Since Pokémon Go was released two weeks ago, it’s attracted more than 15 million players. No matter where you go, you’re bound to run into (sometimes literally) Pokémon Trainers braving the “wild” by strolling neighborhood streets staring at their phones in an attempt to “Catch ‘Em All.”
If you’re not yet familiar with the “augmented reality” game, here’s how it works: Using mobile phones or tablets, players catch virtual Pokémon and are able to level up as a trainer, visit Pokéstops for items, and fight for control of various “gyms,” which are usually located around landmarks and notable historic locations.
Niantic Labs’ mobile gaming app is a huge success in terms of popularity, but injuries and accidents have been reported because people aren’t watching where they’re going. This is despite the Pokémon Go website’s warning: “For safety’s sake, never play Pokemon Go when you’re on your bike, driving a car, riding a hoverboard or anything else where you should be paying attention.” The first Pokemon Go-related car accident attributed to the game occurred in Auburn, New York on July 13. And two men in their early 20s suffered moderate injuries when, in pursuit of Pokémon, they fell off a cliff near the ocean in Encinitas, California and had to be rescued.
Pokémon Go In The Workplace (Or Do They?)
Employees are playing Pokémon Go in the workplace, according to a recent FORBES poll. Of the 66,159 people who responded to the survey, 69 percent said they play the game at work, and about 1/3 admitted they spend more than an hour doing so. While that may seem like a productivity problem, the survey did reveal some pluses: Half of the respondents said the game helped them bond with coworkers, bosses, and clients; and 80 percent said the game caused them to exercise more.
Not everyone can find the silver lining when it comes to Pokémon Go in the workplace, however, especially the professionals who deal with Information Technology Asset Management (ITAM).
Tasked with keeping phones, tablets, and other devices secure in the workplace, the International Association of IT Asset Managers (IAITAM) has called on corporations to ban the installation and use of Pokémon Go on corporate-owned, business-only phones/tablets (COBO) and “bring your own device” phones/tablets (BYOD) with direct access to sensitive corporate information and accounts.
“Frankly, the truth is that Pokémon Go is a nightmare for companies that want to keep their email and cloud-based information secure,” said IAITAM CEO Dr. Barbara Rembiesa. “Even with the enormous popularity of this gaming app, there are just too many questions and too many risks involved for responsible corporations to allow the game to be used on corporate-owned or BYOD devices. We already have real security concerns and expect them to become much more severe in the coming weeks. The only safe course of action here is to bar Pokémon Go from corporate-owned phones and tablets, as well as employee-owned devices that are used to connect to sensitive corporate information.”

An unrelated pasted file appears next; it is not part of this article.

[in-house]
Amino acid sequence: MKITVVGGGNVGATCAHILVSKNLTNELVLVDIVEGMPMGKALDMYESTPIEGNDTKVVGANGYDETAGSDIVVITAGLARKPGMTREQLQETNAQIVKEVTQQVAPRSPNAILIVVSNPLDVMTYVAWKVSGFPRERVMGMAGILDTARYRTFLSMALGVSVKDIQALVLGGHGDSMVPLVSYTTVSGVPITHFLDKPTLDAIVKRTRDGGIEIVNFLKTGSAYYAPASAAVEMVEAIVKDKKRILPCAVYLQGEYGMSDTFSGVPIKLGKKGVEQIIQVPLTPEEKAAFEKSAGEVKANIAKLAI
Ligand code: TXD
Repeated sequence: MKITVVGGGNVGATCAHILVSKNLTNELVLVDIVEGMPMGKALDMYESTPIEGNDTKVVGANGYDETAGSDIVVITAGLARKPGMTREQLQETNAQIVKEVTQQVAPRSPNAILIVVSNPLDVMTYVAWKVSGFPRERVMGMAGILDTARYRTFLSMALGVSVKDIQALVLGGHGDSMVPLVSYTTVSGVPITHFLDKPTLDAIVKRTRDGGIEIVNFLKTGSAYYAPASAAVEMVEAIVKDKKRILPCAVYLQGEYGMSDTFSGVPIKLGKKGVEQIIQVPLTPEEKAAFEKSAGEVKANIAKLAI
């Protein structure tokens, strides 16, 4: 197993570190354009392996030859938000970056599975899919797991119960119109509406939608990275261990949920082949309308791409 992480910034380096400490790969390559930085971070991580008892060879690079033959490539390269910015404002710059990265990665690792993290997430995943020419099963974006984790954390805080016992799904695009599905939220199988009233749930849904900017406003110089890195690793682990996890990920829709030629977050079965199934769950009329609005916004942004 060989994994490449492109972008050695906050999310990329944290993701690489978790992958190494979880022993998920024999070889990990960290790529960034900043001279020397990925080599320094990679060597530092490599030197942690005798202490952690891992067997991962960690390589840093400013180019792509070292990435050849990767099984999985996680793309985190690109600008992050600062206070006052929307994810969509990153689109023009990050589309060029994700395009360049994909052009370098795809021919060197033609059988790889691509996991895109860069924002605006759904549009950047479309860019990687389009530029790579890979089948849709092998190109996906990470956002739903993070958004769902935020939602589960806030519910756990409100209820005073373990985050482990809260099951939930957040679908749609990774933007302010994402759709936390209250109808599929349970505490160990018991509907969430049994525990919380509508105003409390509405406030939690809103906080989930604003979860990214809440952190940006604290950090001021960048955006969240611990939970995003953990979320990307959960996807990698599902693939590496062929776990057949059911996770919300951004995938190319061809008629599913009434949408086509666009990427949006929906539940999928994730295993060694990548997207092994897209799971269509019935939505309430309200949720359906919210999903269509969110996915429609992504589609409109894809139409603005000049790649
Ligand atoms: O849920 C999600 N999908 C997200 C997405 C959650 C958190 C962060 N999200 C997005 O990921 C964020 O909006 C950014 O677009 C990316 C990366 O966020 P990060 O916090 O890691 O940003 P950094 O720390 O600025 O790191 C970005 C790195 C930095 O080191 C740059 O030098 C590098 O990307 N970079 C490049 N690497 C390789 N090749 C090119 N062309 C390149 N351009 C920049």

Corporate concerns about Pokémon Go include data breaches, risky knockoff copies, and encouraging bad behavior, according to Rembiesa.
Data Breaches: The original user agreements for Pokémon Go allowed Niantic to access the entire Google profile of the user, including their history, past searches, and anything else associated with their Google Login ID. This has since been corrected, but for COBO devices the result was, by definition, a data breach.
Knockoff Copies: It’s been reported that some versions of the Pokémon Go app available from non-official app stores may include software allowing cyber crooks to remotely control the user’s phone or tablets. Unsophisticated users may not understand that third party app providers should be avoided due to the risks involved. The online security firm Proofpoint already has detected knockoff Android copies of Pokémon Go in the wild containing a remote controlled tool (RAT) called DroidJack.
Bad Behavior: It’s important for employees using COBO devices to stick with approved software and apps. Pokémon Go is considered a “rogue download,” which is any software program downloaded onto a device that circumvents the typical purchasing and installation channels of the organization. Rather than simply banning Pokémon Go, corporations should also use this as an opportunity to encourage employee understanding of the rationale against rogue downloads, particularly the security risks they represent.
The message from IAITAM is clear: Unless you actually work in a Pokémon Go gym, leave your Pokéballs at home.